Trump Is Still The Same Man Who Wanted The Central Park Five Executed

The president is incapable of admitting his mistakes, but Americans are ready for criminal justice reform.
The president has long advocated for the kind of emotional, fear-based reactions that feed mass incarceration.
The president has long advocated for the kind of emotional, fear-based reactions that feed mass incarceration.
Leah Millis / Reuters

Impulsive and emotional reactions are Donald J. Trump’s trademark ― even more so than displaying his name in big gold letters on luxury buildings. These traits helped Trump win the presidential election, and they continue to harm innocent people every day.

For one of us, Trump’s impulsivity has had a deeply personal impact: When Raymond was just 14 years old, Trump called for his execution.

In 1989, two weeks after a female jogger was brutally raped, beaten and left for dead in Central Park, Trump paid $85,000 to place a series of ads in New York newspapers, calling for the state to “Bring Back The Death Penalty! Bring Back Our Police.”

While not explicitly calling for the death of the five teenagers who’d been charged with the attack in Central Park, the timing – and Trump’s own words – were clear.

Raymond was just a teenager when he was wrongfully convicted of the attack on Trisha Meili, as were Yusef Salaam, Korey Wise, Antron McCray and Kevin Richardson. The five boys were convicted even though the only “evidence” that linked them to the crime was their inaccurate and contradictory confessions, which were coerced by police. They all spent time in prison and then, after their staggered releases, spent years as registered sex offenders.

In 2002, the actual perpetrator, Matias Reyes, confessed to the crime. DNA testing revealed he’d committed the crime alone. Raymond and the rest of the Central Park Five were exonerated.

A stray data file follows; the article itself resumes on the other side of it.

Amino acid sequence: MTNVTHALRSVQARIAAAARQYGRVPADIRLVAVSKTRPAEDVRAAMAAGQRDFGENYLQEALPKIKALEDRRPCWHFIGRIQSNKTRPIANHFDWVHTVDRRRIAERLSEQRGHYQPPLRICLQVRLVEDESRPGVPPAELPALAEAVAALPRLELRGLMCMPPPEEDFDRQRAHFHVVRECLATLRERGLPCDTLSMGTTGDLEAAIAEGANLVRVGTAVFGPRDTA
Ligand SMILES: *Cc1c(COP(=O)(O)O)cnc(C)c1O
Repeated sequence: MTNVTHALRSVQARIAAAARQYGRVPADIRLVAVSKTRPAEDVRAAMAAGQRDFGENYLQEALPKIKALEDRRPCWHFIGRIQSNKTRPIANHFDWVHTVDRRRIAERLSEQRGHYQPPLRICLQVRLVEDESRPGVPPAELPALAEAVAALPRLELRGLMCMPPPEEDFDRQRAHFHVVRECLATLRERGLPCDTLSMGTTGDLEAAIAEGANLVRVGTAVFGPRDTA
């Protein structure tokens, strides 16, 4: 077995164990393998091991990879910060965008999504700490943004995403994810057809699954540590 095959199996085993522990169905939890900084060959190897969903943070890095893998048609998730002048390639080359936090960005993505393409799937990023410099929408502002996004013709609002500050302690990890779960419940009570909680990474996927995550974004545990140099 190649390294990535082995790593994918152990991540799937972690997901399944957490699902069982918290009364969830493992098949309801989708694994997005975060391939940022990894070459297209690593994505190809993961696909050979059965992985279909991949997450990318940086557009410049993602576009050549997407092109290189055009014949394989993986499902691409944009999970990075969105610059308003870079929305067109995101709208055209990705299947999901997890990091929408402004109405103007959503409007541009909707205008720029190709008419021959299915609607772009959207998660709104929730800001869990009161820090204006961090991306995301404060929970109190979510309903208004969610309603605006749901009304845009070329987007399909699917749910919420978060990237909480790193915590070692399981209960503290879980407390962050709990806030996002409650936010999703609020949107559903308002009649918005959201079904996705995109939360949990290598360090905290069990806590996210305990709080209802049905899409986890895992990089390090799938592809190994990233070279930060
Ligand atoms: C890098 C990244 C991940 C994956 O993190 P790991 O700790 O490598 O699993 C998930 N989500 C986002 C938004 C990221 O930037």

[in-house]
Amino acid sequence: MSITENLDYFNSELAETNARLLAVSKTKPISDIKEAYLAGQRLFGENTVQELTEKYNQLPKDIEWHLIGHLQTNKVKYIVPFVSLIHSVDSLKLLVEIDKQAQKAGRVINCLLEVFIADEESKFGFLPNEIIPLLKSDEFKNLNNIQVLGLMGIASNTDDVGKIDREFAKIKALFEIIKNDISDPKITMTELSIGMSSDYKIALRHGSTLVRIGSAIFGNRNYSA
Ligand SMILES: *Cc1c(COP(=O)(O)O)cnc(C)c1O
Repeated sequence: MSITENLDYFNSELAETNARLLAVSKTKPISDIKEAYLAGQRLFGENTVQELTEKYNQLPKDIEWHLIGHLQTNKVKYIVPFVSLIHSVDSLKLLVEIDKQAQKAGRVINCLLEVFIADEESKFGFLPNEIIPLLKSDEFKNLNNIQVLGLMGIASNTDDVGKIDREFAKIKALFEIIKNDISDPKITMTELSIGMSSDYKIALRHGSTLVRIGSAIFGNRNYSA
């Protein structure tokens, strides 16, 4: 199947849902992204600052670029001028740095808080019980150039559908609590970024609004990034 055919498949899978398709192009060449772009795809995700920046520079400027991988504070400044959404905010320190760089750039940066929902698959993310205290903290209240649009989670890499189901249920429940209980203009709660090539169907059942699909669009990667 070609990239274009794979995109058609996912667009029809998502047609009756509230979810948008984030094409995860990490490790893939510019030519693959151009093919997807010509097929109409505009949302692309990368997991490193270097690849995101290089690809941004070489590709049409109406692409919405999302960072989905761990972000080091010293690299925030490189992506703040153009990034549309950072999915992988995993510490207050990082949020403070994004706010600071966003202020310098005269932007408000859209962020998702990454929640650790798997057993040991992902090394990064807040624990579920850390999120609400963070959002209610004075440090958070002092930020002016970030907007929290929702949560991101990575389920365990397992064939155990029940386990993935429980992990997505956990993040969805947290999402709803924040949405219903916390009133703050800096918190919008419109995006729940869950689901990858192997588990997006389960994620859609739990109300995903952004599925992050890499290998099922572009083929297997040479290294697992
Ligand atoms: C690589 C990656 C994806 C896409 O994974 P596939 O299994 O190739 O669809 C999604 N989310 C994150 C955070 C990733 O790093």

One might assume an apology was in order, but Trump refused to acknowledge his error and instead continued to insist the Central Park Five were guilty. In a 2014 opinion piece, he called the city of New York’s multimillion-dollar settlement for the exonerated men “a disgrace.”

The president might be incapable of admitting his mistakes, but Americans have recognized the need for criminal justice reform. And we’ve come a long way since 1989. Across the country, death penalty sentences have declined in favor of life without parole. The public is increasingly aware of the War on Drugs failure, which has filled our prisons with non-violent offenders who need treatment more than they need punishment.

Prison populations are slowly declining; progressive district attorneys are winning elections; addiction is increasingly being treated as a public health problem instead of a criminal justice problem; and smart, research-backed reforms are being enacted in red and blue states alike. Twenty years ago, the idea that thousands of men and women across the U.S. sit in prison for crimes they did not commit seemed absurd ― not so, anymore.

But we’re nowhere close to done. True reform will require a kind of hard work we’re not yet versed in. It will require a fundamental shift in the way we think about incarcerated and formerly incarcerated people. It will require treating each person who enters the criminal justice system with the dignity that should be afforded to every human, regardless of the offense they committed. This is difficult to learn because it means we must simultaneously acknowledge the emotions we feel after a crime is committed ― fear, anger, shock ― but not base a judicial system on those emotions.

Raymond Santana (left) listens during a 2014 news conference announcing the Central Park Five's settlement with the city of New York.
Raymond Santana (left) listens during a 2014 news conference announcing the Central Park Five's settlement with the city of New York.
Carlo Allegri / Reuters